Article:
Ontario approves trans discrimination protections

Stephen Gray June 15, 2012
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Lawmakers in the Canadian province of Ontario voted to protect people from discrimination on the grounds of gender identity this week.

The amendment to the Human Rights Code is the first since anti-gay discrimination was implemented in the 1980s, Canadian Press reports.

“Gender identity” and “gender expression” were added to the list of protected characteristics, making it illegal to discriminate against someone in employment, housing or public services because they are transgender.

The move was driveb by New Democrat Cheri DiNovo, who had previously attempted to change the law three times to include transgender protections.

Ms DiNovo told the press: “A long time coming, but it’s a very good day.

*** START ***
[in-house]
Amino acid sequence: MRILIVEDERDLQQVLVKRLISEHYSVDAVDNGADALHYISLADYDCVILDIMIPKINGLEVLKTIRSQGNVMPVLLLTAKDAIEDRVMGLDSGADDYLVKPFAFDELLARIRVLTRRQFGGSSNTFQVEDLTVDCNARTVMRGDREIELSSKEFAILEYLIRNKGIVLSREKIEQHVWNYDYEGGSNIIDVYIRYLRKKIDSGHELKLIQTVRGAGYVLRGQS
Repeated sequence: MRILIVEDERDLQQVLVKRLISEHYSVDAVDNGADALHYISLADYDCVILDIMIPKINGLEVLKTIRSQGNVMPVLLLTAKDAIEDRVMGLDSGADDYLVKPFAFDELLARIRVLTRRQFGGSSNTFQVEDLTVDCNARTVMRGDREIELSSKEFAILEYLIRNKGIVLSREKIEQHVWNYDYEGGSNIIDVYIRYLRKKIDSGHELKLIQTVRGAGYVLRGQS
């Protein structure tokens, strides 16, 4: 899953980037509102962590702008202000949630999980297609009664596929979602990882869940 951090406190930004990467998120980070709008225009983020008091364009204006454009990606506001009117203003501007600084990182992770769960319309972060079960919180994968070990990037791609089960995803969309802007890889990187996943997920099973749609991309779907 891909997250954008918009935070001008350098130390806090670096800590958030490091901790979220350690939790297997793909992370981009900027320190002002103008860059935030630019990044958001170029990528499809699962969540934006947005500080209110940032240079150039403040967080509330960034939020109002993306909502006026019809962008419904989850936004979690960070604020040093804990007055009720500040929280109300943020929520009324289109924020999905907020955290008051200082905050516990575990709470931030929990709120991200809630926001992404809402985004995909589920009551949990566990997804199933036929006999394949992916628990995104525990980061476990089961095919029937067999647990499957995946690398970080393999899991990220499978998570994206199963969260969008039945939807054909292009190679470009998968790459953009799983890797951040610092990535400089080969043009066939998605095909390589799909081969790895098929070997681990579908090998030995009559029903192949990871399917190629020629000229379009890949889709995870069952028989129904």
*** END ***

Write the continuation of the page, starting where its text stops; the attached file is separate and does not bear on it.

“There’s a whole host of things that will be opened up for trans people because of this, and really this recognizes them simply as humans, with all the rights of every other human in Ontario.”

Liberal Yasir Naqvi told the province legislature: “We thought at that time that by just adding ‘sexual orientation’ we were covering all kinds of people, but we recognized soon after that was not the case, that we had excluded members of the trans community.

“Today, we’re taking that very important historic step forward by adding gender identity and gender expression … so that no human being is left outside the scope, the protection, of the Ontario Human Rights Code.”

The province of Manitoba was expected to extend protections to include gender identity this week.

Ontario passed an anti-bullying bill this month which mandates that students will be allowed to form Gay-Straight Alliances in all schools, including those run by the Catholic Church.

More: Americas, Canada, Canada, Discrimination, Law, ontario, protections, Trans, Transgender

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